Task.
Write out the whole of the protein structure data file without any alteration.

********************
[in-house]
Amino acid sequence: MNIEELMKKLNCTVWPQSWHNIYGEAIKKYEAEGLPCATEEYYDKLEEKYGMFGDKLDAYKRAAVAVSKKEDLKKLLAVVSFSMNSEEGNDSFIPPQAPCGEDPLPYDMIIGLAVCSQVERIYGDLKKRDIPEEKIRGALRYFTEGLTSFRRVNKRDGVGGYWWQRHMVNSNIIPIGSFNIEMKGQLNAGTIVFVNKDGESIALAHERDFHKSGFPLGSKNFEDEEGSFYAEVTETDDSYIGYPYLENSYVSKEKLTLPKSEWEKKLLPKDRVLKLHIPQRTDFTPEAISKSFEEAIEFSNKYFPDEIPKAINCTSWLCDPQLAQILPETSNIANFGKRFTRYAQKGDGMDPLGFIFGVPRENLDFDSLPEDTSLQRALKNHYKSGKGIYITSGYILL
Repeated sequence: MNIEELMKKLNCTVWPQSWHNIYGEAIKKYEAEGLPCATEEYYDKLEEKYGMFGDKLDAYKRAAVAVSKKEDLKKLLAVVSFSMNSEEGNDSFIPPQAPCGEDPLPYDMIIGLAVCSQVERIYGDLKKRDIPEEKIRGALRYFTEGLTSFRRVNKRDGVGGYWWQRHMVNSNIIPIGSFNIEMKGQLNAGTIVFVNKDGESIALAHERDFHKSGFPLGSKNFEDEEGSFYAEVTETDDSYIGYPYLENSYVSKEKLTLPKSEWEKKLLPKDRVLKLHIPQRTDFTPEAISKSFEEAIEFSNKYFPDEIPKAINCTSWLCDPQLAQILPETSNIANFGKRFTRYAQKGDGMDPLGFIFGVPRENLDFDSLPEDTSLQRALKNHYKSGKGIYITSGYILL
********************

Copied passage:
[in-house]
Amino acid sequence: MNIEELMKKLNCTVWPQSWHNIYGEAIKKYEAEGLPCATEEYYDKLEEKYGMFGDKLDAYKRAAVAVSKKEDLKKLLAVVSFSMNSEEGNDSFIPPQAPCGEDPLPYDMIIGLAVCSQVERIYGDLKKRDIPEEKIRGALRYFTEGLTSFRRVNKRDGVGGYWWQRHMVNSNIIPIGSFNIEMKGQLNAGTIVFVNKDGESIALAHERDFHKSGFPLGSKNFEDEEGSFYAEVTETDDSYIGYPYLENSYVSKEKLTLPKSEWEKKLLPKDRVLKLHIPQRTDFTPEAISKSFEEAIEFSNKYFPDEIPKAINCTSWLCDPQLAQILPETSNIANFGKRFTRYAQKGDGMDPLGFIFGVPRENLDFDSLPEDTSLQRALKNHYKSGKGIYITSGYILL
Repeated sequence: MNIEELMKKLNCTVWPQSWHNIYGEAIKKYEAEGLPCATEEYYDKLEEKYGMFGDKLDAYKRAAVAVSKKEDLKKLLAVVSFSMNSEEGNDSFIPPQAPCGEDPLPYDMIIGLAVCSQVERIYGDLKKRDIPEEKIRGALRYFTEGLTSFRRVNKRDGVGGYWWQRHMVNSNIIPIGSFNIEMKGQLNAGTIVFVNKDGESIALAHERDFHKSGFPLGSKNFEDEEGSFYAEVTETDDSYIGYPYLENSYVSKEKLTLPKSEWEKKLLPKDRVLKLHIPQRTDFTPEAISKSFEEAIEFSNKYFPDEIPKAINCTSWLCDPQLAQILPETSNIANFGKRFTRYAQKGDGMDPLGFIFGVPRENLDFDSLPEDTSLQRALKNHYKSGKGIYITSGYILL